It’s been over two-and-a-half months since the Briarcliff Manor-Scarborough Historical Society was struck by Tropical Depression Ida and the organization is still recovering. Kaaren Smith, BMSHS’s executive director, said 16 inches of water flooded the office in early September.
“We first moved into our home in the lower level of the library [adjacent to the Recreation Department] in 2009 and we’ve had six floods in the building since that time. This was by far the worst,” says Smith. “By the time I saw the office, they had pumped out the water and it was just wet and muddy inside. Documents in every bottom file drawer or bookshelf were saturated in water and rugs were leaking dye.”
The rainwater drenched a wide array of written records, newspaper articles, binders, books, and other historical artifacts, “running the gamut from collection records for items belonging to Briarcliff founding father Walter W. Law to files about the Scouts’ activities in town,” she said.
Items that had to be rescued and dried out included files marked “Pictures & History of Homes on Roads: Scarborough Station to Zuydhoek Road.”
Other materials recovered included scrapbooks filled with local newspaper clippings. At first Smith thought that 10 to 12 of the 45 volumes were lost, but she was able to save the most significant articles and obituaries.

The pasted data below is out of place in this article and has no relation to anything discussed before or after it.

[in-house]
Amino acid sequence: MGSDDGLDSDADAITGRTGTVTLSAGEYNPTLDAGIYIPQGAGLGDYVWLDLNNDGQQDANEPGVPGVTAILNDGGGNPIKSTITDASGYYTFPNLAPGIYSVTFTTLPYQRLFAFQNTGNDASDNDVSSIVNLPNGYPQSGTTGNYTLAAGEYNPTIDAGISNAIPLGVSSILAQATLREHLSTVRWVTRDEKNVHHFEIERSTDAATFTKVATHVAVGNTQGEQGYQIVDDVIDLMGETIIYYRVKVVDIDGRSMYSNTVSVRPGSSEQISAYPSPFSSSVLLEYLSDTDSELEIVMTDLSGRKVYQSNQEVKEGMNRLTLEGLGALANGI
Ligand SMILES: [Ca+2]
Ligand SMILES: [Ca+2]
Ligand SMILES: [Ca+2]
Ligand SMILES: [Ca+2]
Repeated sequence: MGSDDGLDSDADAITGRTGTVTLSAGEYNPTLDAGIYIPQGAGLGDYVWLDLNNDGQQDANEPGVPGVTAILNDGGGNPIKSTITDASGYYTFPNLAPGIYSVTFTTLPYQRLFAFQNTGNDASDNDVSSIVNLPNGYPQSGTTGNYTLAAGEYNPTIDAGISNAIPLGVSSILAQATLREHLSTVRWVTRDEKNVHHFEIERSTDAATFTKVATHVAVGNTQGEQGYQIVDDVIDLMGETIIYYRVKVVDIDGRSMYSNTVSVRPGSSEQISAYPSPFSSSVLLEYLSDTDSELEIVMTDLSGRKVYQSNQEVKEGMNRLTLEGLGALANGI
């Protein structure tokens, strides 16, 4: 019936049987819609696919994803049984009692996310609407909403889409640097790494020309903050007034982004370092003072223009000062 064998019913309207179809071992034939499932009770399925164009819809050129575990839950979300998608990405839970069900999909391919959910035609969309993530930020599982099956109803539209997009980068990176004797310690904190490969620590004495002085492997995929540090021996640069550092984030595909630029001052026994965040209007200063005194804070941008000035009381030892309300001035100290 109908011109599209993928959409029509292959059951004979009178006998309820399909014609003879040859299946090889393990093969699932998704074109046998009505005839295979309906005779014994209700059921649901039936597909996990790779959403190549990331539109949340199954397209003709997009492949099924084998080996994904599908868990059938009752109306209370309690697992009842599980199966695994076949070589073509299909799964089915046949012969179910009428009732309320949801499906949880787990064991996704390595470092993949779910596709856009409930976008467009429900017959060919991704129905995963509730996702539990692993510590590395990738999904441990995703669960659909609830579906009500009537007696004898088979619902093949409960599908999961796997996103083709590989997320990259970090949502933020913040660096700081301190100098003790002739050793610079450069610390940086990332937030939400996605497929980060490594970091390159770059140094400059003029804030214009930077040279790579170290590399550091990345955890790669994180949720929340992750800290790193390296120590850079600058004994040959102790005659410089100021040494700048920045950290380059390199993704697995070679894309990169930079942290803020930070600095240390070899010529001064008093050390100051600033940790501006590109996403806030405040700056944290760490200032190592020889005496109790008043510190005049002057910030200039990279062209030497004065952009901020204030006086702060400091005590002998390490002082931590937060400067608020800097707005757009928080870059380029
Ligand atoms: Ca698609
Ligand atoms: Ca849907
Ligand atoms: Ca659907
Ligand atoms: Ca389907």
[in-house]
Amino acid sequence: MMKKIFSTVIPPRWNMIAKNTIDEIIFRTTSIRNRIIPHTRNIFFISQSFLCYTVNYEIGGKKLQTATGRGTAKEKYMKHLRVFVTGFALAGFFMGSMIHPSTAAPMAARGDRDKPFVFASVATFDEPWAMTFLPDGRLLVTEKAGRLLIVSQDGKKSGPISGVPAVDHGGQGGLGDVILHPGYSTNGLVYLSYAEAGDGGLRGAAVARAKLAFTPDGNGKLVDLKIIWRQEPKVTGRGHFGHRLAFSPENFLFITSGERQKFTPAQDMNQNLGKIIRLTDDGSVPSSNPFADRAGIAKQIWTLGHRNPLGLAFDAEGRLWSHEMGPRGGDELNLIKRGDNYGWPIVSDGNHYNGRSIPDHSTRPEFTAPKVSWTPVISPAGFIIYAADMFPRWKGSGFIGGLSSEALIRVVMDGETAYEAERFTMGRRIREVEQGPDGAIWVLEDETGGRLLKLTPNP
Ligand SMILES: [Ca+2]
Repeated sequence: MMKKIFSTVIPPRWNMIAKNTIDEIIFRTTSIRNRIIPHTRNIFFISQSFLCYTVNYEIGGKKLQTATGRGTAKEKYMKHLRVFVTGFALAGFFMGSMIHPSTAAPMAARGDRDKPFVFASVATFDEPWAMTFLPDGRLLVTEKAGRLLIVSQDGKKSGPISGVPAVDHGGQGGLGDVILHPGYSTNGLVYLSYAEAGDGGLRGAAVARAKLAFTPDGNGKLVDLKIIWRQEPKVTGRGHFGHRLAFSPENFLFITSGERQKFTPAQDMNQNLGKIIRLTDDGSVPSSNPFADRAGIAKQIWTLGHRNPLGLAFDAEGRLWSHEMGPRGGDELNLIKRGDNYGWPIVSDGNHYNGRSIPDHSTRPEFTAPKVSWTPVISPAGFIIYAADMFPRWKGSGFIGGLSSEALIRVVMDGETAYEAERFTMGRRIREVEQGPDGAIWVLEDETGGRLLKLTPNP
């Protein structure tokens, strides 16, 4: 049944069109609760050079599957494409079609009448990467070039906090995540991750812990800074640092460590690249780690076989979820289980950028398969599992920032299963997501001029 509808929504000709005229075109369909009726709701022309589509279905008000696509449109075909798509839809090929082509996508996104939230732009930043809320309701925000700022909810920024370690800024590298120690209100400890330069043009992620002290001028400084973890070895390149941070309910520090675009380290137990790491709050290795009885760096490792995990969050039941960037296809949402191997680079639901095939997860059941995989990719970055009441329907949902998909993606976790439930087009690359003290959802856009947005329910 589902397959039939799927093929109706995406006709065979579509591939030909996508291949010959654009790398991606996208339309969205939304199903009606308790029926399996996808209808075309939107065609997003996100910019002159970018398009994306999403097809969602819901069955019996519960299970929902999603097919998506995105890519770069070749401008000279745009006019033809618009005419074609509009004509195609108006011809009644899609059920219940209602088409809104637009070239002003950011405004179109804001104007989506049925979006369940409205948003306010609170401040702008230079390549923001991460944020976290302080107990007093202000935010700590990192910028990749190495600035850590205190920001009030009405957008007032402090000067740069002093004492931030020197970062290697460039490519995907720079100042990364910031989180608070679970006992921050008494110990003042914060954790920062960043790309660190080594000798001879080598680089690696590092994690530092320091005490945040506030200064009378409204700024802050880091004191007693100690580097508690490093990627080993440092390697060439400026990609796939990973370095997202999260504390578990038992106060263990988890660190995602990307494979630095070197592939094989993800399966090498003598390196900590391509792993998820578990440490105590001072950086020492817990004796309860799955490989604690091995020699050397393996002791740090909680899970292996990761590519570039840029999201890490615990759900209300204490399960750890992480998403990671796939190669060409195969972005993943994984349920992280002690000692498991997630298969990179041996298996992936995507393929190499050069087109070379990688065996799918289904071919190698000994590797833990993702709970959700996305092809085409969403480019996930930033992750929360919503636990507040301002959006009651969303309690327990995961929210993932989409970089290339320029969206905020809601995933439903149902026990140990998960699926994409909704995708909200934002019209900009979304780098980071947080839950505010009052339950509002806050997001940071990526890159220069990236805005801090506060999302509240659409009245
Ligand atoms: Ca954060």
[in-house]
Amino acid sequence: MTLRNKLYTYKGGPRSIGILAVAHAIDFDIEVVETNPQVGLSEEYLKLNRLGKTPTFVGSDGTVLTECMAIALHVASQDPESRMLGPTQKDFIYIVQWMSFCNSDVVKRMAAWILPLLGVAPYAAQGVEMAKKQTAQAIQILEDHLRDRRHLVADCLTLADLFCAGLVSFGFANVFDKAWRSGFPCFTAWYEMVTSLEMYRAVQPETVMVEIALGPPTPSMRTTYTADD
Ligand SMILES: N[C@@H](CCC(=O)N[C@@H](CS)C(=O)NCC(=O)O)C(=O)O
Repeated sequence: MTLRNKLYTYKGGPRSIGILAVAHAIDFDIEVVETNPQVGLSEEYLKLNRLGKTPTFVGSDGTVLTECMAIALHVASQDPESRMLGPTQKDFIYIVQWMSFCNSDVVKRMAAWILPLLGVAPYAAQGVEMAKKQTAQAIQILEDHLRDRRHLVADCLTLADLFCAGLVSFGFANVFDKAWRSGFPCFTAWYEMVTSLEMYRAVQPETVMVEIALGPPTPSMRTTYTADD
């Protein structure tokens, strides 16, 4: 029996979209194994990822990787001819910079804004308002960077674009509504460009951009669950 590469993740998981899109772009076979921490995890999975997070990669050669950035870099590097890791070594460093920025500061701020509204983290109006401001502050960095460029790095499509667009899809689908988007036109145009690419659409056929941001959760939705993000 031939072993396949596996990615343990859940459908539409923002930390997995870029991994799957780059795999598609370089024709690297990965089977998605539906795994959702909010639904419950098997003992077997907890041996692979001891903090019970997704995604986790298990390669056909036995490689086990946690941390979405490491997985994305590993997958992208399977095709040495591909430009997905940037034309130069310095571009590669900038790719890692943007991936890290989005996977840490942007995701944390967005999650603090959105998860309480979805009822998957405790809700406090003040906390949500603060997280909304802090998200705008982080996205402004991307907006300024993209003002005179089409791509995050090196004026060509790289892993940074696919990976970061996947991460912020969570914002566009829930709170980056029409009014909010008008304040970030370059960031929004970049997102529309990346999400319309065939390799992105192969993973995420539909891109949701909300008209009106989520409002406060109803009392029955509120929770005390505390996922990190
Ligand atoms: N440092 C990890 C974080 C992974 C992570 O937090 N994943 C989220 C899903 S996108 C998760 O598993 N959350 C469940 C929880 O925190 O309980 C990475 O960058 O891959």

Fortunately, some of the most treasured items were untouched. “In the hallway outside our office are two locked cabinets which contain ‘the original originals,’ and there was very little damage done, virtually none,” says Smith. The archival boxes in these cabinets include scrapbooks that are over 100 years old, flags, maps, books, and a couple of Walter W. Law’s property sales ledgers.
Board members and volunteers took the salvageable materials out and laid them out on the floor of the basement of the Briarcliff Manor Youth Center to be dried out by industrial fans. Additional materials were spread outside to dry on the lawn. “We knocked ourselves out to save as much as we possibly could, and we’ve been able to save much more than we originally believed,” says Smith.
Working out of an office she set up on the lounge level of the Youth Center, Smith was spending up to eight hours a day sorting and filing the damaged materials and hoped to be finished soon. “I’m thrilled to be able to know what I’m looking at and to be able to give it a home,” she says. One example of what Smith salvaged was a file of correspondence between Harold Van Buren Magonigle, the esteemed architect of Mrs. Dow’s School for Girls (formerly on Elm Road) founded in 1903, and Mary Dow, the school’s headmistress.
Smith is hoping that the BMSHS will be able to move back into the Briarcliff Library by spring. According to Briarcliff Mayor Steve Vecsio, “There will always be a place for the historical society here in Briarcliff. We are looking to preserve their collection in a space that’s more secure and weathertight than it has previously been because these artifacts are so important to the history of the village.”
Donations will help restore salvageable materials and reproduce what can’t be restored. Checks can be sent to the BMSHS at P.O. Box 11, Briarcliff Manor, NY 10510. For community members looking to get involved, the Society needs volunteers to conduct research and to help organize files. As the Society looks ahead to celebrating its 50th anniversary it 2024, it is seeking to fill positions such as treasury, program, communications, and information technology managers. For more information, visit briarcliffhistory.org or email email@example.com.
Laura Joseph Mogil is a freelance writer residing in Briarcliff Manor.